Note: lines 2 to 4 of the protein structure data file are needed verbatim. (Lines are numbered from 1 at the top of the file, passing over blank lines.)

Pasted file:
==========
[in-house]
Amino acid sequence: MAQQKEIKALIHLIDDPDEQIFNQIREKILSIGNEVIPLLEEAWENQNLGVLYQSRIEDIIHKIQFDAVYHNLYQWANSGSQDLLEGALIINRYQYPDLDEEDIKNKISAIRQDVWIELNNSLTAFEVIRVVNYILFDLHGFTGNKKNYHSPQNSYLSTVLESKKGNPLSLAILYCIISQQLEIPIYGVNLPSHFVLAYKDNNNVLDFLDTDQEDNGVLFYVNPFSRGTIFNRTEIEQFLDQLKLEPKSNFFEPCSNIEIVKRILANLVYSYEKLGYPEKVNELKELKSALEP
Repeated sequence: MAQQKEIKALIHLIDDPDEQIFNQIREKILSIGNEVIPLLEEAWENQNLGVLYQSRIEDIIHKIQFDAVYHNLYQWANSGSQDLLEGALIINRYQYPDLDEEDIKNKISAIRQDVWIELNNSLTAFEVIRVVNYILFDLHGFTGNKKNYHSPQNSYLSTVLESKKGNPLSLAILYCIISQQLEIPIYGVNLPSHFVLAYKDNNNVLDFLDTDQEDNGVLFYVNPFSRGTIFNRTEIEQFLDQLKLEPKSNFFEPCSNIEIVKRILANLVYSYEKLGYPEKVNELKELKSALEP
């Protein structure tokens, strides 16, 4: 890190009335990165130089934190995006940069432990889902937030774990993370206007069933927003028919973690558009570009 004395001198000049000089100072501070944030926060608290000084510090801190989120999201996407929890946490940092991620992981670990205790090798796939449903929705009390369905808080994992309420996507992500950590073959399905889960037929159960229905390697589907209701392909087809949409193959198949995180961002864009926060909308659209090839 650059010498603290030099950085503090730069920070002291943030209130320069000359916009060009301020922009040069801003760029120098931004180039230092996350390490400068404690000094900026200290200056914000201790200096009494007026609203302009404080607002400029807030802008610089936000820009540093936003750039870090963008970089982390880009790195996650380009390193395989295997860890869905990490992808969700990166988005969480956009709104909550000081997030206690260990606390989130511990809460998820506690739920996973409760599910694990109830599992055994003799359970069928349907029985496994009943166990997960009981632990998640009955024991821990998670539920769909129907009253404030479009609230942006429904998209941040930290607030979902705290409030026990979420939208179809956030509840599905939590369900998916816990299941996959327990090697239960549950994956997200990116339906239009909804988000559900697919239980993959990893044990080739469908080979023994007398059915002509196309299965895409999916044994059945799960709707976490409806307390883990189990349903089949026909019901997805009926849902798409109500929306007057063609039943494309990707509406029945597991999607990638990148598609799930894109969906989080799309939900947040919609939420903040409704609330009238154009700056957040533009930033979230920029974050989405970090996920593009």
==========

Amino acid sequence: MAQQKEIKALIHLIDDPDEQIFNQIREKILSIGNEVIPLLEEAWENQNLGVLYQSRIEDIIHKIQFDAVYHNLYQWANSGSQDLLEGALIINRYQYPDLDEEDIKNKISAIRQDVWIELNNSLTAFEVIRVVNYILFDLHGFTGNKKNYHSPQNSYLSTVLESKKGNPLSLAILYCIISQQLEIPIYGVNLPSHFVLAYKDNNNVLDFLDTDQEDNGVLFYVNPFSRGTIFNRTEIEQFLDQLKLEPKSNFFEPCSNIEIVKRILANLVYSYEKLGYPEKVNELKELKSALEP
Repeated sequence: MAQQKEIKALIHLIDDPDEQIFNQIREKILSIGNEVIPLLEEAWENQNLGVLYQSRIEDIIHKIQFDAVYHNLYQWANSGSQDLLEGALIINRYQYPDLDEEDIKNKISAIRQDVWIELNNSLTAFEVIRVVNYILFDLHGFTGNKKNYHSPQNSYLSTVLESKKGNPLSLAILYCIISQQLEIPIYGVNLPSHFVLAYKDNNNVLDFLDTDQEDNGVLFYVNPFSRGTIFNRTEIEQFLDQLKLEPKSNFFEPCSNIEIVKRILANLVYSYEKLGYPEKVNELKELKSALEP
């Protein structure tokens, strides 16, 4: 890190009335990165130089934190995006940069432990889902937030774990993370206007069933927003028919973690558009570009 004395001198000049000089100072501070944030926060608290000084510090801190989120999201996407929890946490940092991620992981670990205790090798796939449903929705009390369905808080994992309420996507992500950590073959399905889960037929159960229905390697589907209701392909087809949409193959198949995180961002864009926060909308659209090839 650059010498603290030099950085503090730069920070002291943030209130320069000359916009060009301020922009040069801003760029120098931004180039230092996350390490400068404690000094900026200290200056914000201790200096009494007026609203302009404080607002400029807030802008610089936000820009540093936003750039870090963008970089982390880009790195996650380009390193395989295997860890869905990490992808969700990166988005969480956009709104909550000081997030206690260990606390989130511990809460998820506690739920996973409760599910694990109830599992055994003799359970069928349907029985496994009943166990997960009981632990998640009955024991821990998670539920769909129907009253404030479009609230942006429904998209941040930290607030979902705290409030026990979420939208179809956030509840599905939590369900998916816990299941996959327990090697239960549950994956997200990116339906239009909804988000559900697919239980993959990893044990080739469908080979023994007398059915002509196309299965895409999916044994059945799960709707976490409806307390883990189990349903089949026909019901997805009926849902798409109500929306007057063609039943494309990707509406029945597991999607990638990148598609799930894109969906989080799309939900947040919609939420903040409704609330009238154009700056957040533009930033979230920029974050989405970090996920593009």